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good coherency and largely actionable information
C. Milum

This is a very important website. I am a Union worker but an American First and the idea of open/non-private voting is repugnant to me. It flies in the face of American tradition where your vote is and should be CONFIDENTIAL. Most Union employees feel as I do and they need to know what this is all about. As far as I know, I hope, this sort of thing is not happening in the Union to which I belong. If I find out it is I will protest. All I can say is keep up the good work. I will pass this around to everyone I can. They cannot intimidate me.
Guest

thank you for good information,
J. Schulz

Balancing Act

Research indicates that being flexible around working hours helps create greater levels of employee commitment. Good managers are aware of this and are sensitive to employees’ personal needs and work/life balance. They try to accommodate employees when they have emergencies or special needs by allowing them to leave work early, or arrange flexible work schedules. These practices can be a powerful motivator for employees.

Here are some specific actions you can take now to increase engagement by helping your employees achieve a greater balance between their work and personal lives:

1. Allow one of your best performers to take time off as a reward for an outstanding job in completing an important project. Consider giving them an afternoon off, an extended lunch hour, or a bonus day of vacation if company policy allows. Talk to the employee about what would be most meaningful to him/her.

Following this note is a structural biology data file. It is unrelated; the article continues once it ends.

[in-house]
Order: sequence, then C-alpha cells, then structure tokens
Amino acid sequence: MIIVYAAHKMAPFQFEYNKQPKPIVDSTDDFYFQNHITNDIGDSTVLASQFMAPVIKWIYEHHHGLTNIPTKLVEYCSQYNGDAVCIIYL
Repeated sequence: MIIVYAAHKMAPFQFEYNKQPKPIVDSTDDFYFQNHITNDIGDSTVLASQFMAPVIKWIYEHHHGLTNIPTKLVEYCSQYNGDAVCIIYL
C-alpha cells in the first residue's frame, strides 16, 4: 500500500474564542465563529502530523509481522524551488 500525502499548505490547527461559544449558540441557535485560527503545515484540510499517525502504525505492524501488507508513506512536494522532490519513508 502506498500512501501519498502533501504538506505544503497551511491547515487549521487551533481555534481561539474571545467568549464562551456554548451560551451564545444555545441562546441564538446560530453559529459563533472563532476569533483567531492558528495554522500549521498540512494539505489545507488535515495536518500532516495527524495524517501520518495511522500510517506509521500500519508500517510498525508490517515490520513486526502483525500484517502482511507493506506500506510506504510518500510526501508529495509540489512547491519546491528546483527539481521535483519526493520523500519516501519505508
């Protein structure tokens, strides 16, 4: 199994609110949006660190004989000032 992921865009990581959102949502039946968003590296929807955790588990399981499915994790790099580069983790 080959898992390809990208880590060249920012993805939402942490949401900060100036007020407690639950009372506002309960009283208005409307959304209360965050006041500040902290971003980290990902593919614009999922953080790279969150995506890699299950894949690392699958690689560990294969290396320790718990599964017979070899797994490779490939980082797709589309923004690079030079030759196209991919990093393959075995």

2. At an upcoming team meeting, brainstorm with your employees ways to increase the flexibility of work hours. For example, they might arrange with other team members to cover for them during times when they need to be away from work. Put the power of your team’s creativity to work to identify sensible ways to improve their overall work/life balance.

3. Use 1-on-1 discussions with your employees to coach them on achieving greater work/life balance. Ask them to write down their top five priorities at work, then identify non-priority activities that they are spending too much time on. Encourage them to drop the non-priority activities, or to get help from others, so they can focus on what’s truly most important. They can apply this same strategy to evaluating the priorities in their personal lives.

To learn more about how to improve the morale and engagement of your employees, click here and check out LRI’s Online Active Interval Training for supervisors.

Hat Tip to Eric Vanetti of Vantage Point Alliance.

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